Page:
Stillwater family launches bakery fresh from the farm
The Latin phrase, “ad astra per aspera,” translates to mean, “to the stars through difficulties.” This could be the motto of Bill and Shonna Richardson, Central Rural Electric Cooperative members. Throughout more than 40 years of marriage, there have been bumps and detours in their road to farming, but their roots go deep into Oklahoma soil and their love of the land has been constant.
In February 2022, the couple’s Persimmon Hill Bakery opened on Stillwater’s Main Street. It’s a magnet for foodies, gaining a well-deserved reputation for excellence. However, their success story wasn’t written overnight. Here they share their journey to making their unique farm-to-bakery dream a reality.
A Big Bump
Agriculture is a multi-generational theme in both families. Shonna Lynch grew up on an acreage near Edmond. Her dad was a florist, and her mom managed the greenhouses, selling wholesale flowers to different flower shops around the state.
Bill Richardson grew up on a farm near Perry. They grew five different varieties of Bermuda grass and had a business digging and planting Bermuda sprigs. In addition, they farmed 650 acres of hard red winter wheat and raised cattle.
When he was 17, Bill bought a place across the road from his family farm—10 acres, a house, which was built shortly after the Land Run of 1893, and outbuildings. Three years later Bill and Shonna Richardson married. Three of their four children were born on that farm.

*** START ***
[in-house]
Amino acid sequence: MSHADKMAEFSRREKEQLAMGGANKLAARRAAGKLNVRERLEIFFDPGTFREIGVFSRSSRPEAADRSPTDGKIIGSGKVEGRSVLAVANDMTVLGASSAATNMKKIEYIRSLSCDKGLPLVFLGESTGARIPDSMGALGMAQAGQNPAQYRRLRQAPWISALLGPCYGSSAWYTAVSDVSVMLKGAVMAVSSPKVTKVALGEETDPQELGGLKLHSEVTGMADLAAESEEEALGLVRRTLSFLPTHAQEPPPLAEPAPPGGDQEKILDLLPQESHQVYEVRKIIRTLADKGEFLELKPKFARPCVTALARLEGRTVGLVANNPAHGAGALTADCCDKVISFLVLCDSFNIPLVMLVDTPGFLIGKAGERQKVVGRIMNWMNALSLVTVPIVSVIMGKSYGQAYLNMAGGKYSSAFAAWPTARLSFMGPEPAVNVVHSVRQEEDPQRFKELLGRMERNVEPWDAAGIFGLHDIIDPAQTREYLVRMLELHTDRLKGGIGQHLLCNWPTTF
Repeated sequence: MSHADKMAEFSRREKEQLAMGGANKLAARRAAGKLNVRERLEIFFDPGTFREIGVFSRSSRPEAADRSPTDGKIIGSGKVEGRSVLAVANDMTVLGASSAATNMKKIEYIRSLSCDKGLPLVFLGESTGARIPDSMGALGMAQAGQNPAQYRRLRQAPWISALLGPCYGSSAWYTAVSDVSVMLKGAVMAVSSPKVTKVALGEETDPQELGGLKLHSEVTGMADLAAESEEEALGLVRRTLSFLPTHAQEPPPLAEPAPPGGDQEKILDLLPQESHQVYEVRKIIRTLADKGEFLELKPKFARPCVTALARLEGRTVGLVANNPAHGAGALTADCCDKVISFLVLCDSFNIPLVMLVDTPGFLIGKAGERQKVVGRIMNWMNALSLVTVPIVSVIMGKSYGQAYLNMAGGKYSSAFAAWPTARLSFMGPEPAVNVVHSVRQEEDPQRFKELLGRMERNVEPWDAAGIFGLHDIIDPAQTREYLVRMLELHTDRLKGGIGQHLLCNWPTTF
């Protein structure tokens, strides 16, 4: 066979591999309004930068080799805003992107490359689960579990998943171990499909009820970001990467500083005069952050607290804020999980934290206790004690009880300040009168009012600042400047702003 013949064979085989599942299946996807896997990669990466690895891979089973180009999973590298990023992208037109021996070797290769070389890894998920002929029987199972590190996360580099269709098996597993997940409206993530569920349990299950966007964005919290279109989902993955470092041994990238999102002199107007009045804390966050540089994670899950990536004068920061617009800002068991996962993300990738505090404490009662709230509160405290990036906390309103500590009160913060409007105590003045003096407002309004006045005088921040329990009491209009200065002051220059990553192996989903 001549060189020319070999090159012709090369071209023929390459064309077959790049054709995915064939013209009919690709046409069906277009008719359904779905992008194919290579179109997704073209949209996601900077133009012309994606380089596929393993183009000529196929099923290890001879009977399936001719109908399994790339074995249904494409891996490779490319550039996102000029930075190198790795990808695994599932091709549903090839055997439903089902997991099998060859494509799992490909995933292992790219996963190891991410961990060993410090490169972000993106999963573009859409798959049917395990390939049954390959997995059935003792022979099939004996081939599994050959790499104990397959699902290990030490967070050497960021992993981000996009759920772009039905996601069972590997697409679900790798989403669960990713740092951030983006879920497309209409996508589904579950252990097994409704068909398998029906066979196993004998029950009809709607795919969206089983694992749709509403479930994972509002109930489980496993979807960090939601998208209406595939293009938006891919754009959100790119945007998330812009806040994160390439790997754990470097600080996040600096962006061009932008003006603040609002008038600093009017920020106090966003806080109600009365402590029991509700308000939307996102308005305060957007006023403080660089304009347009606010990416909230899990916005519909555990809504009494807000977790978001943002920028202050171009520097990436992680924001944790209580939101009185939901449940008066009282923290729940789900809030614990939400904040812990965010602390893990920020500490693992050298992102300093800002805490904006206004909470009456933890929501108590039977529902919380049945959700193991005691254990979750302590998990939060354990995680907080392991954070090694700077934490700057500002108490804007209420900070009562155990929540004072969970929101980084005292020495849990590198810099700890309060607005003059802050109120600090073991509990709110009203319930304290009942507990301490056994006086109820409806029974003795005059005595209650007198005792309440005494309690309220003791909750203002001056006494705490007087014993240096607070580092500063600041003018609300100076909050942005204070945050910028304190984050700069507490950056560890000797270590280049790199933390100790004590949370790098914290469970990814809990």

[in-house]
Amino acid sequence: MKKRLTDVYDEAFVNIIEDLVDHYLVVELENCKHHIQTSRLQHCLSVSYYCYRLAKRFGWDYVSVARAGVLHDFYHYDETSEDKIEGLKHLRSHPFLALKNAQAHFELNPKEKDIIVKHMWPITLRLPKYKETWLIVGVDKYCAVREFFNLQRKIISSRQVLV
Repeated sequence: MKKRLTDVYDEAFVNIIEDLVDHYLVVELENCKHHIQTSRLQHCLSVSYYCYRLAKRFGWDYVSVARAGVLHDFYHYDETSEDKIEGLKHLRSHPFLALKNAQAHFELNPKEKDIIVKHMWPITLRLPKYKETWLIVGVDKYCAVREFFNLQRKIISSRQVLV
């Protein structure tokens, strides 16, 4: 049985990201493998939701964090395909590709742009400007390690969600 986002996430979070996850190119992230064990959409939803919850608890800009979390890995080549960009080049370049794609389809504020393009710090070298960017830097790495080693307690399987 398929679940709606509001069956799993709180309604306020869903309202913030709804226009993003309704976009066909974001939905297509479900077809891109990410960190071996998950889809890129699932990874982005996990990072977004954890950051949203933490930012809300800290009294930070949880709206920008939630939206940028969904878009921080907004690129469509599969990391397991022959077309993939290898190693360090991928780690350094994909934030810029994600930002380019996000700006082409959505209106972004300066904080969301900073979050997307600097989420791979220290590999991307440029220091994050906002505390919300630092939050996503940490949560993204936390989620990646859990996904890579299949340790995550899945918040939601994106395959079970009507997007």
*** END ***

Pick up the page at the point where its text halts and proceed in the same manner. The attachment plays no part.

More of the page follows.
No one could imagine the combination of difficulties the ‘80s would bring—the collapse of Penn Square Bank and the oil bust, drought, decreasing cattle and grain prices and rising interest rates. Between 1982 and 1986, farmers were losing their farms. These factors spelled disaster for the Richardsons, too. By 1987, Bill’s dad had to sell all but 30 acres and his house—losing all his equipment—and Shonna and Bill had to sell their house and property.
Of that sad time, Bill says, “It was the hardest thing to watch all that we had acquired be sold and gone, in a matter of minutes, what we—my mom and dad, Shonna and I, and our brothers and wives—had put together over many years.”
A Big Detour
Bill and Shonna moved into a small rental house in Perry.
“We got an education on a farm north of Perry, Oklahoma, and we went to Oklahoma State University (OSU) and formalized that education,” Bill says.
Shonna went to work at Perry Memorial Hospital where she took all the extra hours she could get while her husband pursued a degree in education. Bill got his degree in 1992 and became a teacher and cross-country coach at Perry High School.
Next, it was Shonna’s turn to get a degree at OSU in computer science. During her last year, their fourth child was born.
On the Road Again
Now they were both through college and in 1997, Bill left teaching and he and Shonna went to work for an agricultural software company. In 1998, the family moved from Perry to Stillwater and in 2001 they bought 80 acres outside of town, a pasture full of brambles, goathead and thistles.
At first, they ran cattle on the property. They also had a garden, which produced enough vegetables for their own use with excess to sell at the farmer’s market.
Shonna, who had learned to bake from her mother and participating in 4-H activities, also occasionally sold loaves of bread or pies at the market. Her baked goods proved so popular that a friend offered her use of a commercial kitchen. In 2004, Bill and Shonna built their own kitchen at the farm.